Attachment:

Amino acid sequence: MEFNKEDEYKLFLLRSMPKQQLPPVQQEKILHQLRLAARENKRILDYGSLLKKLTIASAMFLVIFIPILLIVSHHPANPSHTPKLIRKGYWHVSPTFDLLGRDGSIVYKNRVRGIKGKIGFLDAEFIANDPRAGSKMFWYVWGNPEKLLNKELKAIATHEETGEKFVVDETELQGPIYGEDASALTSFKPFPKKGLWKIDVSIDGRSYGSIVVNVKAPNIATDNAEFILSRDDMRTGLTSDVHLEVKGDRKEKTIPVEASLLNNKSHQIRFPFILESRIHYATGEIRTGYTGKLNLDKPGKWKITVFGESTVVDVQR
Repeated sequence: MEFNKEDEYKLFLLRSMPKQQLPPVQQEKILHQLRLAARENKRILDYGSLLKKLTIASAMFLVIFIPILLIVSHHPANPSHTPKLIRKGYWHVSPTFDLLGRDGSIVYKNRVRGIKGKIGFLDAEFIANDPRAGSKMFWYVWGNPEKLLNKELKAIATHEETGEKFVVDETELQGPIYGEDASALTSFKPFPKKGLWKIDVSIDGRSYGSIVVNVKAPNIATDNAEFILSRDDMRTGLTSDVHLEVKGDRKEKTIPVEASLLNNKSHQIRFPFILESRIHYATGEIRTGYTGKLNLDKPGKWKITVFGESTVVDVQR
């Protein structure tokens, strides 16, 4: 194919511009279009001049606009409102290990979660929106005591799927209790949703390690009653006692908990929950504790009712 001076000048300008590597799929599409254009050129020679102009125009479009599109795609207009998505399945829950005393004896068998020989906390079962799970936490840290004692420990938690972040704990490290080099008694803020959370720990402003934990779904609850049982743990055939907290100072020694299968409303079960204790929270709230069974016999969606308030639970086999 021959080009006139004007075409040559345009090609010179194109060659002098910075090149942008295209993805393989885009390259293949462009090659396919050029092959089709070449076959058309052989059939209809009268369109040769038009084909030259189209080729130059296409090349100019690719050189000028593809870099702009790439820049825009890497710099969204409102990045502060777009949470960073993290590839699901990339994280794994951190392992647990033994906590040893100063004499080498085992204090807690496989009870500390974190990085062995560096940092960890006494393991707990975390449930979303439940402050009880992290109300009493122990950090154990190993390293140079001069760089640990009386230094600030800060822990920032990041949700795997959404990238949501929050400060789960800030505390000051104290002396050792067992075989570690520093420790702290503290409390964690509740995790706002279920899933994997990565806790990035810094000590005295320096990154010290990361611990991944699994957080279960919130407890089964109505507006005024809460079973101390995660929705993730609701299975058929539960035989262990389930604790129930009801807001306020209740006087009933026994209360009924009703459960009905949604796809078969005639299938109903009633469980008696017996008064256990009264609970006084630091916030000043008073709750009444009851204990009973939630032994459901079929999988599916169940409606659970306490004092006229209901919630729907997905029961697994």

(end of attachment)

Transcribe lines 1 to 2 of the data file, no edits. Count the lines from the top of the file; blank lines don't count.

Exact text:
Amino acid sequence: MEFNKEDEYKLFLLRSMPKQQLPPVQQEKILHQLRLAARENKRILDYGSLLKKLTIASAMFLVIFIPILLIVSHHPANPSHTPKLIRKGYWHVSPTFDLLGRDGSIVYKNRVRGIKGKIGFLDAEFIANDPRAGSKMFWYVWGNPEKLLNKELKAIATHEETGEKFVVDETELQGPIYGEDASALTSFKPFPKKGLWKIDVSIDGRSYGSIVVNVKAPNIATDNAEFILSRDDMRTGLTSDVHLEVKGDRKEKTIPVEASLLNNKSHQIRFPFILESRIHYATGEIRTGYTGKLNLDKPGKWKITVFGESTVVDVQR
Repeated sequence: MEFNKEDEYKLFLLRSMPKQQLPPVQQEKILHQLRLAARENKRILDYGSLLKKLTIASAMFLVIFIPILLIVSHHPANPSHTPKLIRKGYWHVSPTFDLLGRDGSIVYKNRVRGIKGKIGFLDAEFIANDPRAGSKMFWYVWGNPEKLLNKELKAIATHEETGEKFVVDETELQGPIYGEDASALTSFKPFPKKGLWKIDVSIDGRSYGSIVVNVKAPNIATDNAEFILSRDDMRTGLTSDVHLEVKGDRKEKTIPVEASLLNNKSHQIRFPFILESRIHYATGEIRTGYTGKLNLDKPGKWKITVFGESTVVDVQR